HOT RAM. If you know 'em, you undoubtedly love 'em...'cuz frankly, what's not to love? This crew from Atlanta exists in an arena where big riffs, big fuzz, big groove, and a hard rocking attitude are pretty much par for the course. Back in 2019 we reviewed their killer album Where Light Goes To Die--an album that (prophetically) remains in constant rotation to this day, due to a strong tendency to provide intriguing songwriting in a genre that is regrettably bogged down by repetition. Indeed, as I stated back then: "As much as I love the genre, we all know the truth of the matter: in the hazy confines of stoner rock, sophistication and brevity aren't always the qualities most sought. HOT RAM throw that stereotype in the woodchipper, delivering six massive (yet varied) bangers."
Needless to say, this particular slumbering scribe is very pleased to present the first single from HOT RAM's forthcoming follow-up. The album in question, Electric Medicine, will undoubtedly receive a little more attention around these parts upon its release on May 21st, but for the meantime, we highly recommend checking out the excellent "Grave of Arch Stanton" below! As always, we'll see you on the other side!
As a young scribliong, my very first exposure to music that could be deemed "heavy" was my father's Black Sabbath collection. Indeed, the opening cough on "Sweet Leaf," and subsequent sweet-ass riffage, was the clarion call of my youth. This appreciation for the low, slow, and psychedelic as a child has only grown to this day, and, more often than not, I'm quite comfortable strolling the pastures of stoner rock, doom, heavy psych, and affiliated genres.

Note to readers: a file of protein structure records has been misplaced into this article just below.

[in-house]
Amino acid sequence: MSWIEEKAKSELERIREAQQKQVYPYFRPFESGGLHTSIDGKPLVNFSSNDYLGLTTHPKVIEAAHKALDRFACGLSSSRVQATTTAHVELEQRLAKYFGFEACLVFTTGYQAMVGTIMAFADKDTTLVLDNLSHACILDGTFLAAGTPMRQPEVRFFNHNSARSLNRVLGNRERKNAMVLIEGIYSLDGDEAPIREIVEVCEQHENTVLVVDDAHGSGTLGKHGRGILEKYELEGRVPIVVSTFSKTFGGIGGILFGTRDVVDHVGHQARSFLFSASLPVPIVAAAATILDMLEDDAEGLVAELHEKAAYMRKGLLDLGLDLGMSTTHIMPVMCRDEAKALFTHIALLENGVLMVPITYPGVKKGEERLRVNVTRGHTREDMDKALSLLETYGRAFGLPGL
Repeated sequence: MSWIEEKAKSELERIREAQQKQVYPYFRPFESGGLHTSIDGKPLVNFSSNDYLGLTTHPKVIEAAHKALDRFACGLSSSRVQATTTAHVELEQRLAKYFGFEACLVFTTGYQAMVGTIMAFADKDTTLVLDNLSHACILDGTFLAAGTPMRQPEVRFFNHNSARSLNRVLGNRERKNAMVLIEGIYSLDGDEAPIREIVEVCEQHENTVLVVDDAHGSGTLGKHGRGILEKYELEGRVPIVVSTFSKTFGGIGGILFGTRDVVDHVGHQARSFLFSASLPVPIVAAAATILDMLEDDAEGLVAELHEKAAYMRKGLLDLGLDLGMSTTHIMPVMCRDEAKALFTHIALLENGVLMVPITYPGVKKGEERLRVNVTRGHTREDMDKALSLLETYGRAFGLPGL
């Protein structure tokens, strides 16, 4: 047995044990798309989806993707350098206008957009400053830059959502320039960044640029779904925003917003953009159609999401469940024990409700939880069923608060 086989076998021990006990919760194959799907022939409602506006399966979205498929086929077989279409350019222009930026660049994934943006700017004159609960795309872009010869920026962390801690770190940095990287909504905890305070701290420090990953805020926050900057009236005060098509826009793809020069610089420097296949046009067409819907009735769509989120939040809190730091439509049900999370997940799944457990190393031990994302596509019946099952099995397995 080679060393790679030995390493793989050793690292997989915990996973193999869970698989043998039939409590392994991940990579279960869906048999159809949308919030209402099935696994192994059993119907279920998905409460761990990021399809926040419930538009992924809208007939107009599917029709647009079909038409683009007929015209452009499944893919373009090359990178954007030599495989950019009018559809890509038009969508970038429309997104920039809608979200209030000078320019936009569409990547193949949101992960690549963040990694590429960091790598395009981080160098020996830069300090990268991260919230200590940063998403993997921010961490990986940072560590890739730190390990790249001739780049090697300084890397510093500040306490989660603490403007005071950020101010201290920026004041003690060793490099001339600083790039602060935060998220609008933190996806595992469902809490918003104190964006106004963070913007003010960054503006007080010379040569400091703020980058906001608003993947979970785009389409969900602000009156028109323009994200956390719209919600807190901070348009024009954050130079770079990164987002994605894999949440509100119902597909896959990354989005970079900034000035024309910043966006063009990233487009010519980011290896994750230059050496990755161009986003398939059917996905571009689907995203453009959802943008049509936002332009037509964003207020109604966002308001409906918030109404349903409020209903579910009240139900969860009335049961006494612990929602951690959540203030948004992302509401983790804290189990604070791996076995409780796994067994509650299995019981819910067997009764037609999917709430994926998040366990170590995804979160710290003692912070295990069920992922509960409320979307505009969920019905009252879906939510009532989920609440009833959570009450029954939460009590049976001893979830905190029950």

As such, premiering a track from Burning Sister's forthcoming self-titled EP was a bit of a no-brainer. This self-declared "mile high downer rock" trio from Denver plays in an admittedly crowded field, but possess a unique ability to balance a simultaneously mellow and energetic quality. I'll blather on further soon enough, but before you're scared away, check out the excellent "Lord of Nothing" below!
In the grand scheme of riff-worship, a cover doesn't get much more salient than Sabbath's 1971 classic "Lord of This World"--a highlight track on an album crammed full of 'em. It's a track that Magnetic Eye Record's upcoming Best of Black Sabbath tribute compilation would, frankly, be incomplete without.
But, perhaps most importantly, it's a track deserving of a band worthy to shoulder the monstrous mantle. Howling Giant is without a doubt such a band, and we slumbering scribes are honored to premiere here today their stellar take on "Lord of This World." Give it a listen below! We'll meet you on the other side.
We slumbering peasantry tend to grumble and complain about the back-breaking labor involved in this review-writin' trade, but this profession isn't marked solely by a surplus of sweat and tears. When encountering hordes of new music and bands on a daily basis, there are many moments of pure and unbridled excitement--and nothing is more invigorating than a brand new band that positively reeks of potential. Such is the case with today's (one man!) crew in question: Philadelphia's Mothman and the Thunderbirds. The sheer fact alone that this single track has garnered a bevy of reviews from our neighboring blogs and publications should be indication of the promise, and we haven't even got to the damn music yet.
To review such a track is exciting, but to premiere one is a genuine honor. Before we get too far ahead of ourselves, give "Nomad" a listen below! We'll meet ye on the other side.
We provide thoughtful reviews of music that is heavy, gloomy...and loud enough to wake us from slumber. Written by a highfalutin peasantry.
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